JFK, Ethics Corrupter

The new memoir by Mimi Alford, the former White House intern whom President Kennedy made his sex toy (though not his only one), hardly comes as a surprise to anyone who didn’t accept the fabricated, idealized version of JFK sold to the public by the likes of Arthur Schlesinger, Jr. and Chris Matthews. Still, her account of Kennedy’s revolting conduct is infuriating, because it continues his corruption of American ethics and leadership standards, the real legacy of his presidency.

Kennedy was a thoroughly fraudulent human being, a cynical and arrogant leader who used soaring prose about freedom, aspiration and the human spirit while masquerading as a devoted father and husband, betraying his wife, abusing his power for selfish personal gratification, and in the process, putting his country at risk during the height of the Cold War. Only moral luck, combined with the failure of a complicit media to tell the public what they really had a right to know—that their President was a sexist, reckless, ruthless, SOB—allowed Kennedy to escape with his myth intact long enough to be regarded as a heroic figure. Now, as the truth relentlessly emerges, the product of his devoted image-makers collides with the ugliness of JFK’s behavior, creating cognitive dissonance of the most destructive sort.  After all, if the great John F. Kennedy abused drugs in the White House, used his office and power to lure employees into illicit sexual relationships, degraded and pimped-out women devoted to him, and did all of this with the full knowledge that it would bring down his administration and his party if anyone ever revealed his secrets, then this must mean that character doesn’t matter in our leaders, that we should tolerate a wide range of misconduct, and that the abuse of the power of the President is just a traditional perk. Continue reading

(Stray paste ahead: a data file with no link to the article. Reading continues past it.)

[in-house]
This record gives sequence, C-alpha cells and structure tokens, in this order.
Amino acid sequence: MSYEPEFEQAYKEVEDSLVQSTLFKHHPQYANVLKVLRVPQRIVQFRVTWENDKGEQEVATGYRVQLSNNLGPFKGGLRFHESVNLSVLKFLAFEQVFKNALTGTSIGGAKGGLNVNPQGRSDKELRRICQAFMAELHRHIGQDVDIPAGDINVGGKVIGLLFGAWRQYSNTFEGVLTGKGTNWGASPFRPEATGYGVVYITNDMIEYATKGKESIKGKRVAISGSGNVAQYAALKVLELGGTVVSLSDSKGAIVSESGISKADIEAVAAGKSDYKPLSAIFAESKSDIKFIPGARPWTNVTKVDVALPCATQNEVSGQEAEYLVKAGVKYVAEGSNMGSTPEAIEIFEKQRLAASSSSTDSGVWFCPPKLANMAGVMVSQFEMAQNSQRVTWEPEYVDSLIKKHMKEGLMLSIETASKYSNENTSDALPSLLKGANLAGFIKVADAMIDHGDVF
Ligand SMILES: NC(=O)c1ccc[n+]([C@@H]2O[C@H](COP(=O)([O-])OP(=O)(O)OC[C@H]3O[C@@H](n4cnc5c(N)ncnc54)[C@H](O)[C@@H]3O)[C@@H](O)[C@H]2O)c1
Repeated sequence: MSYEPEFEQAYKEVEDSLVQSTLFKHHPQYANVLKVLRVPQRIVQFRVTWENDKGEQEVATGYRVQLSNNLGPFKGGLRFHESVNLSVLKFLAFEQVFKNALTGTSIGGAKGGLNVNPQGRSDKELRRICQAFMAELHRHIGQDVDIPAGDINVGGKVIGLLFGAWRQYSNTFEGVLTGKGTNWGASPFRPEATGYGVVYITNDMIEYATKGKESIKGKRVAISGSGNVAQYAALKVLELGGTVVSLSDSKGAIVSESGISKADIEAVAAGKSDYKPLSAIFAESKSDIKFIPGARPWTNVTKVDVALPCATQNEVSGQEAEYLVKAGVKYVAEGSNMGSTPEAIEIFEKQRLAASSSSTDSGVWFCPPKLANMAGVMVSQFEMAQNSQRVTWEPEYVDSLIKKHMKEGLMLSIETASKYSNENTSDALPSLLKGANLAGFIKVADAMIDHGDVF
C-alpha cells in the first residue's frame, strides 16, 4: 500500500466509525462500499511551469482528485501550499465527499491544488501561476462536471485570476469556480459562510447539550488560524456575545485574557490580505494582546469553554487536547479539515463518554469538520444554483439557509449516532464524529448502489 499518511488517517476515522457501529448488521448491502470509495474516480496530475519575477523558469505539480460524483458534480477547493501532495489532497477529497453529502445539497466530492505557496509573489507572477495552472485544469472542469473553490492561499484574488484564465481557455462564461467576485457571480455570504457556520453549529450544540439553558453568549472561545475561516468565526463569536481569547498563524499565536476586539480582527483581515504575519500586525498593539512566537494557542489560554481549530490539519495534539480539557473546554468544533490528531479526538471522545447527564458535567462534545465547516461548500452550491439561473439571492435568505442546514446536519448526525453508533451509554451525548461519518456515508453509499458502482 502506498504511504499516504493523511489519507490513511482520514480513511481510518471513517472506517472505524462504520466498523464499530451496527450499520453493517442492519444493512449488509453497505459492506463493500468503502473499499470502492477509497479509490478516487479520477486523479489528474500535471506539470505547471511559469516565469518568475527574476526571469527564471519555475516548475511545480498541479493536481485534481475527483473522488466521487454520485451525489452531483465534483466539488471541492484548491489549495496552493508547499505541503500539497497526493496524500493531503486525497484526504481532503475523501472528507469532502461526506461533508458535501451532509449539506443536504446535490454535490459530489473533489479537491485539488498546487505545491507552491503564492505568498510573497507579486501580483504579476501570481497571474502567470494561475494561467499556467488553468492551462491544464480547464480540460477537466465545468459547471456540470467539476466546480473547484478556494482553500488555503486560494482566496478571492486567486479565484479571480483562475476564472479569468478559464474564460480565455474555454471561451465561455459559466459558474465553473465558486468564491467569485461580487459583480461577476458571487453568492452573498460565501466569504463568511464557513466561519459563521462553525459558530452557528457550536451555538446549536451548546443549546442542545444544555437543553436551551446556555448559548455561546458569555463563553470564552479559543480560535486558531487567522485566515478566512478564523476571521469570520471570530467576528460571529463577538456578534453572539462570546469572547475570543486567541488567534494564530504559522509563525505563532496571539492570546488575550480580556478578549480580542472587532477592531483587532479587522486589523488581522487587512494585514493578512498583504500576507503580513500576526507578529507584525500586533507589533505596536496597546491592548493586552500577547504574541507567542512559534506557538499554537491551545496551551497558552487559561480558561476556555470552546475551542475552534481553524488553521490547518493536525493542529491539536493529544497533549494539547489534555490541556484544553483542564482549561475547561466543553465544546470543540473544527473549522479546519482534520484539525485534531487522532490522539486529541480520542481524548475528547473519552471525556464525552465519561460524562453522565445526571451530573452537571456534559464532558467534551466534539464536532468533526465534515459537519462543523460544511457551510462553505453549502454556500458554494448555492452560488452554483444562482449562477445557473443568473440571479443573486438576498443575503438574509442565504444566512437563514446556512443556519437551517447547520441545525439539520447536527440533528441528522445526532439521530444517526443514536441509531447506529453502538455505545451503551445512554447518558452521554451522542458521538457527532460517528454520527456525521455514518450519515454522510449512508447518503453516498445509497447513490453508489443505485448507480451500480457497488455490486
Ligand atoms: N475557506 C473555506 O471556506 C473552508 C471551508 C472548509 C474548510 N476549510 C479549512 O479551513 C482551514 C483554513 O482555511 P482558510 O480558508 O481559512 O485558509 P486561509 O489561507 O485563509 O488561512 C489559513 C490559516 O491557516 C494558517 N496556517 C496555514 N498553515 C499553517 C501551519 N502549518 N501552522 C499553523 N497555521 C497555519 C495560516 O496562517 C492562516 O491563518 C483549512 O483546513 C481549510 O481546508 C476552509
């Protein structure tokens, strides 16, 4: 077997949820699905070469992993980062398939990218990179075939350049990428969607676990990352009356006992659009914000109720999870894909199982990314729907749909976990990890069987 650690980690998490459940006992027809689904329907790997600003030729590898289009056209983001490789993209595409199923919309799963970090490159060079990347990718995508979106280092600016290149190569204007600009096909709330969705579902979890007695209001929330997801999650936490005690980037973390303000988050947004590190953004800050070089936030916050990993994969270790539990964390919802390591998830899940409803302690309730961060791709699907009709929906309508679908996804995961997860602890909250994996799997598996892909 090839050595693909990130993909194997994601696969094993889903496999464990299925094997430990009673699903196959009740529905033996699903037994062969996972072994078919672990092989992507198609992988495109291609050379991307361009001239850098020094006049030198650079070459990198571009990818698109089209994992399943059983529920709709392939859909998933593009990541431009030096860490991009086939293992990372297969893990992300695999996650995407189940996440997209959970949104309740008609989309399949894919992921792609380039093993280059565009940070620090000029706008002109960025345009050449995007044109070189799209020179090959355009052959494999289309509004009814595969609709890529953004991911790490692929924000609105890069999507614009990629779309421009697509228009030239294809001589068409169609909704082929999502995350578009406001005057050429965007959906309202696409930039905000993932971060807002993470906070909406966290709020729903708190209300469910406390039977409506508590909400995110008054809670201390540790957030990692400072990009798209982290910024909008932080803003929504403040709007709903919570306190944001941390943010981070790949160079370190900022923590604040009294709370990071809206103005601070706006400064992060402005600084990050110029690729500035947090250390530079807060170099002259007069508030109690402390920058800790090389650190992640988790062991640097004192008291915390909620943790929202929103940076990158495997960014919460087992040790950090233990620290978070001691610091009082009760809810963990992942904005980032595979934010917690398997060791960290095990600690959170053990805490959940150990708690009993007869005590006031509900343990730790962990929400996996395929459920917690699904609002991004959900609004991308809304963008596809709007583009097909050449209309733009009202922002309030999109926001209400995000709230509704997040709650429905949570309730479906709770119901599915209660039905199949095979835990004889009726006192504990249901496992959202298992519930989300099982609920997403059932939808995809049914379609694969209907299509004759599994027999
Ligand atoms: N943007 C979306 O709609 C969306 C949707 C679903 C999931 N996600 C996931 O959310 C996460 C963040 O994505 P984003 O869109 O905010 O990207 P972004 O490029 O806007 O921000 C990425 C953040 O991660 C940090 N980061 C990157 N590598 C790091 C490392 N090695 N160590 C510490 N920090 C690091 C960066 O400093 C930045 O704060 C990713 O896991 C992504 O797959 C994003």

Tiger Woods Ethics, Part II: Yes. It Matters

There are two main strains among the culturally corrosive arguments in support of Tiger Woods. One, discussed in Part I, is the “great athletes don’t need to be great human beings,” a contention that chooses to ignore the inescapable fact that they are paid to behave like great human beings, whether they are or not. While this argument is mostly obtuse, the second strain is the more ethically offensive. Washington Post columnist Michael Wilbon embraced it with both arms in his defense of Woods entitled, “Some context on Tiger.” Its thesis: virtually all big-time athletes cheat on their wives, and if you had the opportunities and temptations they do, you’d cheat too. Translation: “It’s no big deal”: Continue reading